Screwbean mesquite (Prosopis pubescens) is a shrub that grows 25 feet tall and wide. It has an open vase-shaped form with fern-like foliage. Older branches have flaky bark that peels off easily. Bright yellow catkin-type flowers bloom in late spring to early summer. The seed pods resemble tightly wound springs or screws, which is how the plant got its common name. Screwbean mesquites are extremely drought-tolerant and grow slowly during dry periods. They grow faster when they receive regular watering. Prune in late winter before new growth appears.
Use hand pruners for limbs less than ½ inch in diameter and lopping shears for limbs up to 1 inch in diameter. Cut larger limbs with a pruning saw. Make cuts just above a joint or bud at a 30-degree angle.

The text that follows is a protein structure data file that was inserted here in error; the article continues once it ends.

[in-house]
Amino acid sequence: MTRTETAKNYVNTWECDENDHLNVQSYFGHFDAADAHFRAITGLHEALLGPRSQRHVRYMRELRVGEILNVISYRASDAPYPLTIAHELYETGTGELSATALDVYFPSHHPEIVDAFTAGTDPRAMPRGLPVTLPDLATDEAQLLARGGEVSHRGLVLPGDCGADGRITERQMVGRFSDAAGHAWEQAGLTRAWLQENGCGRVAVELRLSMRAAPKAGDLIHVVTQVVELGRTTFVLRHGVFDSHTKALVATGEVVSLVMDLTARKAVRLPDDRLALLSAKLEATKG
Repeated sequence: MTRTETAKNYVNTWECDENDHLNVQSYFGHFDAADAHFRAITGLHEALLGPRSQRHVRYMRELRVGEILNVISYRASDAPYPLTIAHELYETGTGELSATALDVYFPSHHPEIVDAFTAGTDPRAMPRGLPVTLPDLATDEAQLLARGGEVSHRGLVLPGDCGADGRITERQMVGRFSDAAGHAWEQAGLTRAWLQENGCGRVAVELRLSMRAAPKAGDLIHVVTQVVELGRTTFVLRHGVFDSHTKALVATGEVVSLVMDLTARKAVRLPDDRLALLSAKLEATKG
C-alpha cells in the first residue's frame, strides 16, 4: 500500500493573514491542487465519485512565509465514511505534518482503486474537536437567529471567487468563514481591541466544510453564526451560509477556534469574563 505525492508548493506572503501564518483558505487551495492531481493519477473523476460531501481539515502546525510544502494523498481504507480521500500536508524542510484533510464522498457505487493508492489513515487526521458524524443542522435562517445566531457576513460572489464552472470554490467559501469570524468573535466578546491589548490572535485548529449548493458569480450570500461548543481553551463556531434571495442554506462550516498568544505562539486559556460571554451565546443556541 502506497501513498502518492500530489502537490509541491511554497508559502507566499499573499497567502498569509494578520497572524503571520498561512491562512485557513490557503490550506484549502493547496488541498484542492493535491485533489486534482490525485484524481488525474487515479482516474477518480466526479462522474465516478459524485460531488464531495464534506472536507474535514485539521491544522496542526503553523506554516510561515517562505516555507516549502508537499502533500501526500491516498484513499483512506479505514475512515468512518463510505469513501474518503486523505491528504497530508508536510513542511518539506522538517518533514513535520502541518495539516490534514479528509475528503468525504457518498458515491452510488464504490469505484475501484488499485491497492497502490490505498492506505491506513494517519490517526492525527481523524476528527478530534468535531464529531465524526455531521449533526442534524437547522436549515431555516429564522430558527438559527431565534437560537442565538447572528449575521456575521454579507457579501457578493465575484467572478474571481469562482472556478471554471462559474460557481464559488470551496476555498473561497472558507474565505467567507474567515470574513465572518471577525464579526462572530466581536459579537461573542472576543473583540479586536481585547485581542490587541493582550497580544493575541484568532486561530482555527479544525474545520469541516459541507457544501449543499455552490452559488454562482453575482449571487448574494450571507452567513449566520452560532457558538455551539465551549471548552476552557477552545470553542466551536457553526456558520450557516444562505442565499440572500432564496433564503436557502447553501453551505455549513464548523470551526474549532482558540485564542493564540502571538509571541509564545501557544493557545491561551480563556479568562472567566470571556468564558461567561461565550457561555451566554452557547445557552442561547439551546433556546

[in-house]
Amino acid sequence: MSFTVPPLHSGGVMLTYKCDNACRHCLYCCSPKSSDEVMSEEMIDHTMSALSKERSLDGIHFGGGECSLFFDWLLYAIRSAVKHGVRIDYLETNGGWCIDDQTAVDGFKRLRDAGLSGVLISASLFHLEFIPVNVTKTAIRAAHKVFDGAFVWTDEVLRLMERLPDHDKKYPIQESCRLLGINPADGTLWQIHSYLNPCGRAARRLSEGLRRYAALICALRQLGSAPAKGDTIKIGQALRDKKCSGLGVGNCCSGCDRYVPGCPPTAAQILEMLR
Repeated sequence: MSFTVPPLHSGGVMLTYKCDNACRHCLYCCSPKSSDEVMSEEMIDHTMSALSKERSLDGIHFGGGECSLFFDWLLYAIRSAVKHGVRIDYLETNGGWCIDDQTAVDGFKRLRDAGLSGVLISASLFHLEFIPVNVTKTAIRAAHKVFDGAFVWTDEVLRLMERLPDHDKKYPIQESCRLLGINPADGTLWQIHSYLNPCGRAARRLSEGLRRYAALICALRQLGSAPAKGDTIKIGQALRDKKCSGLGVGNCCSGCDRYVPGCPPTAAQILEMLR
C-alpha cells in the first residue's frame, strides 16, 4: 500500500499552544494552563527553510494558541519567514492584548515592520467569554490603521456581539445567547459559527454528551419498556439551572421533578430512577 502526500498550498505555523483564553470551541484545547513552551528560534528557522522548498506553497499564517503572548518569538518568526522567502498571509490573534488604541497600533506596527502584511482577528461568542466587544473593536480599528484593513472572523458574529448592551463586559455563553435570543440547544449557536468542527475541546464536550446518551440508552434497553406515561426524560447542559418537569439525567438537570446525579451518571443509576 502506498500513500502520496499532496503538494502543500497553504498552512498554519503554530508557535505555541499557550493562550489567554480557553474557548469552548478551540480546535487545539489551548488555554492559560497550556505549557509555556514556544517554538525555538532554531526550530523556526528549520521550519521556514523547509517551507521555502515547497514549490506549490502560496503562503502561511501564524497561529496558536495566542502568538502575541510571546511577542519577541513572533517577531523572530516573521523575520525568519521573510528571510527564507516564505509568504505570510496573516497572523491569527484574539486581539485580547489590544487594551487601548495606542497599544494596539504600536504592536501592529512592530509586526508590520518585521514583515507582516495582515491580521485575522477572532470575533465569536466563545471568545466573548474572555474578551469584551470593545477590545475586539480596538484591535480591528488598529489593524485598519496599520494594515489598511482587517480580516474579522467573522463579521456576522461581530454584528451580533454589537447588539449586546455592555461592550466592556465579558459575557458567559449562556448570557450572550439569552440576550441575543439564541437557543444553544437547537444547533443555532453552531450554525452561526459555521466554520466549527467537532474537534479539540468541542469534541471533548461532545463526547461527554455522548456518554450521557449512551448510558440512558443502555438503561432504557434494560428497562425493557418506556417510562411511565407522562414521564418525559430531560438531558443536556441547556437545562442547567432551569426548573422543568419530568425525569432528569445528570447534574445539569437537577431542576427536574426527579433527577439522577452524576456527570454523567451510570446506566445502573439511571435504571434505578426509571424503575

Remove dead and diseased limbs at ground level. Symptoms of disease include dead or dying leaves (out of season), splits in the bark or wood, and oozing patches on the bark.
Prune out crossed or bent limbs, as well as damaged limbs that are broken or scarred.
Thin out weak older growth--limbs that have lighter colored foliage or fewer leaves than the other limbs--at ground level. This will encourage healthy new growth.
Trim limbs that extend beyond the main body of the plant or that obstruct passageways back to the first joint or bud within the body of the plant.